Participant attribution in user research reports: what to avoid

16 January 2020
Peter ParkesPeter Parkes

As a researcher, you almost certainly use quotations from research participants in your reports.

The question is: how do you attribute these quotes?

Let’s take a look some of the information you could include alongside a quote:

  • Name
  • Gender
  • Age
  • Place/country of residence
  • Address
  • Phone number
  • Email address
  • Customer/audience segment
  • Organization they work for or represent
  • Job title
  • Ethnicity
  • Dietary requirements
  • Sexuality
  • Medical history

As you can see, these range from the reasonably anonymous to the highly personal, and some might seem slightly ridiculous at first glance.

However, there may be situations in which some of that data is important, and here are some examples:

  • Dietary requirements: if you work in a food business, knowing whether a particular quote came from a vegan vs. someone who eats fish vs. someone who eats just about anything might be useful
  • Sexuality: if you’re building a dating app, it might be useful to understand how user preferences and behaviour differ across the spectrum of sexual identity
  • Medical history: if you’re building a service for people with Type 1 diabetes, it might be useful to know when they were diagnosed and what treatment they’re receiving

Of course, there will also be situations where that information is completely irrelevant.

So how do you decide what information to include in your participant attribution?

Participant attribution in user research reports

1 Don’t require consistency in participant attribution across your organization or even your team

Different projects, different contexts and different research goals may all demand different types of attribution.

For example, if you’re in that food business in the example above, your research with consumers might well demand that you record their dietary requirements. But in your research with suppliers, that data becomes much less relevant.

If you require consistency, you’re likely to end up over-attributing, i.e. including information that isn’t necessary. This is a problem for the following two reasons.

2 Keep visible attribution detail to a viable minimum to reduce unconscious bias

The more detail you include in attribution, the more likely it is that the audience for your research will start to read too much into it. They might make assumptions based on the attribution data, and so by removing it you reduce the risk of bias in interpretation – whether unconscious or conscious.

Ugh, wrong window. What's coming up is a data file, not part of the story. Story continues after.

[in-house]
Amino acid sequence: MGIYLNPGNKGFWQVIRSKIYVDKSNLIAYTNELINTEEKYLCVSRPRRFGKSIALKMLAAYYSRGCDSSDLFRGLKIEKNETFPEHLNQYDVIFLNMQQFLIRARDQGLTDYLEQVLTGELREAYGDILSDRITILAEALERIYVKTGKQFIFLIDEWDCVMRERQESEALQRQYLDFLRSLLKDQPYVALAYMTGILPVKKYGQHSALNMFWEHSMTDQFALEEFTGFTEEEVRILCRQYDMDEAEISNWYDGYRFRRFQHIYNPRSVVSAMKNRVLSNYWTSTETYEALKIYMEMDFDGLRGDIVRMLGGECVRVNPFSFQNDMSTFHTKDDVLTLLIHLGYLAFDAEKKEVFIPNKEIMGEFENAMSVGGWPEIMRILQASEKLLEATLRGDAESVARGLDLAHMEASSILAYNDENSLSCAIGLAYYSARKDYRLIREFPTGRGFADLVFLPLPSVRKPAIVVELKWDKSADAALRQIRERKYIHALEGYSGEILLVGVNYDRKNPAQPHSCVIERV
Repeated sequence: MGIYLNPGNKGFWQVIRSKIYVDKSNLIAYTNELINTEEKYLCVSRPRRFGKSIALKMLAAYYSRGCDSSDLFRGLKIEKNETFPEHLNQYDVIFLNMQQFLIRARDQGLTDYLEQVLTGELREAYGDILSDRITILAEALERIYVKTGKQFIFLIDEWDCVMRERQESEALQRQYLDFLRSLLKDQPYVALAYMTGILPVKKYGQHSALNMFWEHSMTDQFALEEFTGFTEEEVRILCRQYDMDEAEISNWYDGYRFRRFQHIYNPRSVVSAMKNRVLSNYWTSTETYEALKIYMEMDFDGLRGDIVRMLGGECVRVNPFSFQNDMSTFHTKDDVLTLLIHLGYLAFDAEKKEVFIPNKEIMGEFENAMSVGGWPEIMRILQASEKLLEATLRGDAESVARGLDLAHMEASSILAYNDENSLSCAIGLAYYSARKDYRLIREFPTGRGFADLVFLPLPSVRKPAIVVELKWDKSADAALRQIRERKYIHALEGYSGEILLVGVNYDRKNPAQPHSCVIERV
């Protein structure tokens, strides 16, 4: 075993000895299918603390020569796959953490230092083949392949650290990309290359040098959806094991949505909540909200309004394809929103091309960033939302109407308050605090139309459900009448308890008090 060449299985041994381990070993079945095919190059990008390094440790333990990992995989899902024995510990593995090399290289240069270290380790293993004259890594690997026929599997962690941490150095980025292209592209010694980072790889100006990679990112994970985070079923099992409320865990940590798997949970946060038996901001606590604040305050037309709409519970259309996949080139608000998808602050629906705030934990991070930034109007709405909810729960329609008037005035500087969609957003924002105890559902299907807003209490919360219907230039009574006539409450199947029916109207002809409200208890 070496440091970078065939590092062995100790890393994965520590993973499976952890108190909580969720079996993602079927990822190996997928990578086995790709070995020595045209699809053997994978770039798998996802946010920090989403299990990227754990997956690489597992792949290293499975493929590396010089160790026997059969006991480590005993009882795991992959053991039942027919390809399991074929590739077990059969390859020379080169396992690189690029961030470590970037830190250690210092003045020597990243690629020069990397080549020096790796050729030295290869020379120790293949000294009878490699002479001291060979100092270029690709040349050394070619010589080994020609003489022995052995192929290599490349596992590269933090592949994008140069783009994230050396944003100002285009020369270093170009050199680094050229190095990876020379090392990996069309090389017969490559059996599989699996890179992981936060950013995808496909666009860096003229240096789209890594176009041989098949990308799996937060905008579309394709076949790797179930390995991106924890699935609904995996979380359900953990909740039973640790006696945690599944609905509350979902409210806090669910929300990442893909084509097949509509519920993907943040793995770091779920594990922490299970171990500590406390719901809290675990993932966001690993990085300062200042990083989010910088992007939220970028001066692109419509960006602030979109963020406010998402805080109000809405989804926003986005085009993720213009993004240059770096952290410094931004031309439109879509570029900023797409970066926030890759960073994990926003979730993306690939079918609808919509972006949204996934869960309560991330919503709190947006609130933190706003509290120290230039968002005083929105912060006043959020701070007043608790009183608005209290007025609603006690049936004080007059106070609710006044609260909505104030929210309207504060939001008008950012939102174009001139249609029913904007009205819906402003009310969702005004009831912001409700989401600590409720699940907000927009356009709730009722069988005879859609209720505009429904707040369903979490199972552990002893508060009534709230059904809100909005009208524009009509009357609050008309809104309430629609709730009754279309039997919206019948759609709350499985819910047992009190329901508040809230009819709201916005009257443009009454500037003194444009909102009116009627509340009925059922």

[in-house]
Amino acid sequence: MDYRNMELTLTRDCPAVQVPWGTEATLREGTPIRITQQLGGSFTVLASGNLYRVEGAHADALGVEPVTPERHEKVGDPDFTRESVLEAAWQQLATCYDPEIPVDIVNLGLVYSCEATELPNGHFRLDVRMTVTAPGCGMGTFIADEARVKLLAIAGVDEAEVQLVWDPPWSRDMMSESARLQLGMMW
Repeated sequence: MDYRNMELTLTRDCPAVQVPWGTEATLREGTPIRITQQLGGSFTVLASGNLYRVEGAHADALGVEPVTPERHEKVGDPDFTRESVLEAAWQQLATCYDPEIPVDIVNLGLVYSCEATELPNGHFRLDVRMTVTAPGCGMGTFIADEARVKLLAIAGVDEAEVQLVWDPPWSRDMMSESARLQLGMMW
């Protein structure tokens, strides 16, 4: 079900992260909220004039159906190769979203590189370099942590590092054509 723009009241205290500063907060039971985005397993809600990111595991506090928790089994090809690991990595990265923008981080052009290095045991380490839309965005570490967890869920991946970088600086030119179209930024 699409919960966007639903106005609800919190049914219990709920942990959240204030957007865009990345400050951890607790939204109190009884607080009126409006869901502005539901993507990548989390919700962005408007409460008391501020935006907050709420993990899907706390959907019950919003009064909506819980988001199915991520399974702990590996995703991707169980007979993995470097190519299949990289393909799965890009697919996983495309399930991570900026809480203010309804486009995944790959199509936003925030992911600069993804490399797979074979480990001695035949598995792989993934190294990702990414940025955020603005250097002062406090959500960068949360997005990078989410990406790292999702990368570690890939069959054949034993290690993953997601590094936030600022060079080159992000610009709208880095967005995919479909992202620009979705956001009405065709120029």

Of course, it may be that there are patterns that you could spot, but remember that this is small sample size qualitative research we’re talking about rather than survey analysis. And if you do happen to have enough data to build a larger sample, by all means use it, but don’t display it to everyone.

Additionally, there are some attributes that should never be broadly visible, such as phone numbers and email addresses.

3 Names are (almost) always redundant

It’s tempting to use names as a shorthand way of referring to research participants – “remember that quote from Alison from that first batch of interviews we did” – and this is very natural behaviour for people involved in the research itself.

But names are just one additional piece of personal data that are a burden to store, and that provide very little real value to the consumers of the research. After all, does it matter whether you’re designing for Alison or Andrew if they’re in the same customer segment and have the same underlying needs?

The one exception to this rule is in a B2B context. It may sometimes be helpful to identify a specific customer as this helps bring additional context to the quote for people who know the person in question.

Finally, these are suggestions rather than rules, and we’d be very interested to hear whether you and your organization has any formal policy in place.

Happy attributing!


Footnote on personal data:

Storing personal data (or personally identifying information – PII) is potentially problematic for two reasons:

  1. It increases the potential damage done if that information is accidentally revealed to someone who shouldn’t have seen it. This could be through a technology-related security breach, but could also be simply because you end up showing a report to someone outside of your team or organization.
  2. In many jurisdictions, including parts of the US, Canada, the EU, Switzerland, Australia and New Zealand, storing and handling personal data imposes additional operational requirements. Not storing personal data simplifies processes and reduces the overall compliance burden on research.